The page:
Ben Hogan won nine majors between 1946 and 1953.
Bob Thomas / Getty Images
By Peter Kostis
Wednesday, October 10, 2012

When I was covering the Colonial this spring for CBS Sports, Ian Baker- Finch and I made a visit to Shady Oaks, the Texas club Ben Hogan called home for many years. The golf professional offered to let us practice with the actual last set of clubs he used. What an amazing experience! Hogan’s clubs were much flatter and open (about three degrees) than I expected. In fact, after playing with his clubs I understood his swing a lot better. No wonder he wished he had two right hands. They were needed to square up the clubface. I had also forgotten how much smaller the wood heads were back then.

Everyone blames the longer-flying ball for super-sizing golf, but equipment and golf course conditioning have done as much if not more to change the game. Today’s golfers would not take such a fearless rip at the ball if they had to play with Hogan’s thimble-size driver head. Course conditioning has also played a role in changing the game. In Hogan’s day, fairway conditions varied widely and greens were slower, so the best players needed a great pair of hands. Today, many instructors try to take the hands out of the full swing and the putting stroke entirely. Plus, golf course designs have changed; today’s courses force players to fly the ball over bunkers and water hazards. In Hogan’s day, players ran the ball along the ground much more often.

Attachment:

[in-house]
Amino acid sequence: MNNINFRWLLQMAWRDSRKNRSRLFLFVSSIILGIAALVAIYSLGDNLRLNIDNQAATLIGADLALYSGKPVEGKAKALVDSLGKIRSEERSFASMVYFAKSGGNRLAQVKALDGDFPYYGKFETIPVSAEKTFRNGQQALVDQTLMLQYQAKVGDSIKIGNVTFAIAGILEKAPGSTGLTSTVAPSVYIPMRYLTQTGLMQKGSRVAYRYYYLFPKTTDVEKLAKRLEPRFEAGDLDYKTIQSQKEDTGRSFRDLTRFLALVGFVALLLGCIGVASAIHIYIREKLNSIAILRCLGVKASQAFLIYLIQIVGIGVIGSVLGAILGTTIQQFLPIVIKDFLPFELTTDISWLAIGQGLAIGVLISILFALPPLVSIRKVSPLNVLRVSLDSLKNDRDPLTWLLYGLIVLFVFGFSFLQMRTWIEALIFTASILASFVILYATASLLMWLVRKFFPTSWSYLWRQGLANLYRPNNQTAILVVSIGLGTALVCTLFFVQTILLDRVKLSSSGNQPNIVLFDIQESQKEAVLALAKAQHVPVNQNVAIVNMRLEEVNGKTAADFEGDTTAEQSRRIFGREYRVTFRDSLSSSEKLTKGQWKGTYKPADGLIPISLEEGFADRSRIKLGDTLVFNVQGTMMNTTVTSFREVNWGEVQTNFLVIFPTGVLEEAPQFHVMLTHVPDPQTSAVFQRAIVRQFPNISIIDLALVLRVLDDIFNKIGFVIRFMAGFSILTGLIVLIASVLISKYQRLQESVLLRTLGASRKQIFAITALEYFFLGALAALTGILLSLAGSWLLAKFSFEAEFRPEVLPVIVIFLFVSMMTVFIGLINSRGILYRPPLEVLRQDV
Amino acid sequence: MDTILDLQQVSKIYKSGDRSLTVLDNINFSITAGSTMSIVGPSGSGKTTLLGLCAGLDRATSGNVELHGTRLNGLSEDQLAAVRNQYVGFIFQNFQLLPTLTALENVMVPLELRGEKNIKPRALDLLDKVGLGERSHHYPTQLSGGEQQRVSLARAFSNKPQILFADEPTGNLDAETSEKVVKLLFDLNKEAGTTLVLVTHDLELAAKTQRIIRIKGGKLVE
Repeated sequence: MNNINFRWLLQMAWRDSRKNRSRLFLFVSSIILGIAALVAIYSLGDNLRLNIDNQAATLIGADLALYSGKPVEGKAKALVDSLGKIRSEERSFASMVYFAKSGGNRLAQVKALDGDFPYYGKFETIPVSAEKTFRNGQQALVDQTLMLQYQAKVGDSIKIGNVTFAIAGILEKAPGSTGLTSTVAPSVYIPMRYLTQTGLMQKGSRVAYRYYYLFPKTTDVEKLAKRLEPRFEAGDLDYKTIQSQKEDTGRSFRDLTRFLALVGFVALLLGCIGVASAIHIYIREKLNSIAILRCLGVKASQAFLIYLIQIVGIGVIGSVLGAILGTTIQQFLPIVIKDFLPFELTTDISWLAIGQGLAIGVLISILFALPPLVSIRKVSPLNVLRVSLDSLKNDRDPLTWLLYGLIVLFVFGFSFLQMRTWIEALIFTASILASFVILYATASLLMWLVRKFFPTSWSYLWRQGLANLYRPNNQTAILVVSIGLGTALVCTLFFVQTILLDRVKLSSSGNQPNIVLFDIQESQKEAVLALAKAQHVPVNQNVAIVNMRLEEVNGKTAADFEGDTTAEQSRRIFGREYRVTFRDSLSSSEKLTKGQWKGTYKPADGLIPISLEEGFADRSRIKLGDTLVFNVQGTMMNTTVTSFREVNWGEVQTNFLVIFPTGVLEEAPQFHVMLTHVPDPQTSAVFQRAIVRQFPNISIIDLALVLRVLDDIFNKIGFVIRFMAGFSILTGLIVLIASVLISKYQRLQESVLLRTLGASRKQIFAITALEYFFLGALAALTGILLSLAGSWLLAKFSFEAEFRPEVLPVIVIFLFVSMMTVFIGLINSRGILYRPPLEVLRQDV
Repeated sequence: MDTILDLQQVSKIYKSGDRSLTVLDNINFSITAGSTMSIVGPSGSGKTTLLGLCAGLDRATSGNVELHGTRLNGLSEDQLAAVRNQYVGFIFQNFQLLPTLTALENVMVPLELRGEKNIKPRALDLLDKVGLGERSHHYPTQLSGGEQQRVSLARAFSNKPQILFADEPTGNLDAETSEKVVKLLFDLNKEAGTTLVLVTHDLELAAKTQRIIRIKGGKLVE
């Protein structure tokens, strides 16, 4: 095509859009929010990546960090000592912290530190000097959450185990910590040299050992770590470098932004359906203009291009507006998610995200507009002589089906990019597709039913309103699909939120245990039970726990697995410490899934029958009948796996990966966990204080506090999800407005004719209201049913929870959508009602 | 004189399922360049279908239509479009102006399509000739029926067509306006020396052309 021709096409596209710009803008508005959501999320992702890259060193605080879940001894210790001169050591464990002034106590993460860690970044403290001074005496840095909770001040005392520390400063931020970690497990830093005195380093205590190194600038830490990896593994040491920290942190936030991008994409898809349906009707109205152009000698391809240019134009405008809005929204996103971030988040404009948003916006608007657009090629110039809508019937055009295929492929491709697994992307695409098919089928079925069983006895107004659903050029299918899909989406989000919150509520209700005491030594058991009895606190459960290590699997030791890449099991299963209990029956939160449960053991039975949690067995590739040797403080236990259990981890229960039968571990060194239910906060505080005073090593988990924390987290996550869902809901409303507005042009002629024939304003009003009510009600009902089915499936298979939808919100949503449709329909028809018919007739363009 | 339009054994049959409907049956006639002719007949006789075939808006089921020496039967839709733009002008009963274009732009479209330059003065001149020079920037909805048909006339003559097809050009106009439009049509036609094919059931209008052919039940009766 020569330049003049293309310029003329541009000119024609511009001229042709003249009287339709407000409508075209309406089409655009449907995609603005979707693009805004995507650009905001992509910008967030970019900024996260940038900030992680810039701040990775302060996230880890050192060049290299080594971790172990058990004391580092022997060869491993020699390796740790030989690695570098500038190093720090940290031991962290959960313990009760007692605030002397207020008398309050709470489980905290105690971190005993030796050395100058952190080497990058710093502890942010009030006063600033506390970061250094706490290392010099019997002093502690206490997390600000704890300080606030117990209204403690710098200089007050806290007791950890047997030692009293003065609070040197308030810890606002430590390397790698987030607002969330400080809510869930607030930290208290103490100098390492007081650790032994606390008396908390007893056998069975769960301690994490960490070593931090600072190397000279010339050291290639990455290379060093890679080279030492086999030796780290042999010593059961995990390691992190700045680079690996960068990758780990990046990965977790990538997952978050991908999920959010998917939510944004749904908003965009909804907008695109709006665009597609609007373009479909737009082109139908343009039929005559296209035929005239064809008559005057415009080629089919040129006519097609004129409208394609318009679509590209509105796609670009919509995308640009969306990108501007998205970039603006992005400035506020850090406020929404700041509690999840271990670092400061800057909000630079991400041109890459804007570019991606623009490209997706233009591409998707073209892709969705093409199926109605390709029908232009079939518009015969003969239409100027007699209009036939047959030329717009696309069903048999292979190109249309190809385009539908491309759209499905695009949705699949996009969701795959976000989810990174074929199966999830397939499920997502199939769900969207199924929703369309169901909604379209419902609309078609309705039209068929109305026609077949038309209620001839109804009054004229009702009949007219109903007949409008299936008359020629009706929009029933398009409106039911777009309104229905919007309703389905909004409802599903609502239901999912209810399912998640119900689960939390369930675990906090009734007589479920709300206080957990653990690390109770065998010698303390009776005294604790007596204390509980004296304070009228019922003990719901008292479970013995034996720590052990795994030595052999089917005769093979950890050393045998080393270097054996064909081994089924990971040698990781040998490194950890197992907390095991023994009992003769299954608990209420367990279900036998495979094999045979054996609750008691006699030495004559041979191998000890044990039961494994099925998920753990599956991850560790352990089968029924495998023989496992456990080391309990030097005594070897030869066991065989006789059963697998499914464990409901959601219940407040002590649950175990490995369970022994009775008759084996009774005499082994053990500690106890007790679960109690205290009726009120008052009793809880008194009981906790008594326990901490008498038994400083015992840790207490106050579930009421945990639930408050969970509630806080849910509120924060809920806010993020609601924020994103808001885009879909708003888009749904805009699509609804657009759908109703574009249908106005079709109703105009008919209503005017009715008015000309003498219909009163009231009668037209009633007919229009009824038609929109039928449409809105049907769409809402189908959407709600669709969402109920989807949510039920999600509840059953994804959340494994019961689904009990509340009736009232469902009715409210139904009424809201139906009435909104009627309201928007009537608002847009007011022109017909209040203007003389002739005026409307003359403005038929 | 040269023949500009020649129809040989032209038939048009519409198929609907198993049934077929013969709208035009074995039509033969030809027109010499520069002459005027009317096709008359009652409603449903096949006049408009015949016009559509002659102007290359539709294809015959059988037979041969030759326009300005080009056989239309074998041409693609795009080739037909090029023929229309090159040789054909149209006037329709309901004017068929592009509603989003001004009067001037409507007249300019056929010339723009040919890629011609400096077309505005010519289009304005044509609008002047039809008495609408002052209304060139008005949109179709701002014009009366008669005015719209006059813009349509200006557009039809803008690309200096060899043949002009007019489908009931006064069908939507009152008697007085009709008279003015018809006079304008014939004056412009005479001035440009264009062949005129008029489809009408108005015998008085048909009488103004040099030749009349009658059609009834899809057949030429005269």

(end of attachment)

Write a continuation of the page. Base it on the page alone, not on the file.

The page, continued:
Hogan was born 100 years ago this past August, and he remains as much a giant in the game today as he ever was. However, I think many people focus too much on the technical aspects of Hogan’s swing. What he really teaches us isn’t about swing plane, it’s about his unbelievable drive to get better and how he found a swing that he could repeat under pressure. Plus he made sure his equipment was fit to what he needed to do with his swing. People don’t try to find their own swing anymore. Instead, they try to copy someone else’s. It wasn’t his golf swing that made Hogan great, it was his work ethic in finding and maintaining a swing that worked for him. That sometimes gets lost in translation.

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